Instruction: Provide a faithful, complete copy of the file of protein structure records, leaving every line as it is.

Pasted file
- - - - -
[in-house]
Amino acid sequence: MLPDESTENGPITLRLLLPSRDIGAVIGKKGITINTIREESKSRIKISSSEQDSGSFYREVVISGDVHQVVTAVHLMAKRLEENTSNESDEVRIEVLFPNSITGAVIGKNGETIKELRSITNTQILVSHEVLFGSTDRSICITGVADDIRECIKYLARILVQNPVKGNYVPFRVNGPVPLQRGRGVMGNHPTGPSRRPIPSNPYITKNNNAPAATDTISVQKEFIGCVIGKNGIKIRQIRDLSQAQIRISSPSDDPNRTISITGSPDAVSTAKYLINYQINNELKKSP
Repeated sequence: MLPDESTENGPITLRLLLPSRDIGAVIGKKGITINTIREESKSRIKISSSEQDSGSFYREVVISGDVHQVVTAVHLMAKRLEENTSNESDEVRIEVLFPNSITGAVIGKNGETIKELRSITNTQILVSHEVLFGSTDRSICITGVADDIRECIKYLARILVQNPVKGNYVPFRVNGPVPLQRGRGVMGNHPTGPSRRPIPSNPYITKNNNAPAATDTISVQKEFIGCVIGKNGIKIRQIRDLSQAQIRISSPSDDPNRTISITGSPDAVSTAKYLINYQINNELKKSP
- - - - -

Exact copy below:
[in-house]
Amino acid sequence: MLPDESTENGPITLRLLLPSRDIGAVIGKKGITINTIREESKSRIKISSSEQDSGSFYREVVISGDVHQVVTAVHLMAKRLEENTSNESDEVRIEVLFPNSITGAVIGKNGETIKELRSITNTQILVSHEVLFGSTDRSICITGVADDIRECIKYLARILVQNPVKGNYVPFRVNGPVPLQRGRGVMGNHPTGPSRRPIPSNPYITKNNNAPAATDTISVQKEFIGCVIGKNGIKIRQIRDLSQAQIRISSPSDDPNRTISITGSPDAVSTAKYLINYQINNELKKSP
Repeated sequence: MLPDESTENGPITLRLLLPSRDIGAVIGKKGITINTIREESKSRIKISSSEQDSGSFYREVVISGDVHQVVTAVHLMAKRLEENTSNESDEVRIEVLFPNSITGAVIGKNGETIKELRSITNTQILVSHEVLFGSTDRSICITGVADDIRECIKYLARILVQNPVKGNYVPFRVNGPVPLQRGRGVMGNHPTGPSRRPIPSNPYITKNNNAPAATDTISVQKEFIGCVIGKNGIKIRQIRDLSQAQIRISSPSDDPNRTISITGSPDAVSTAKYLINYQINNELKKSP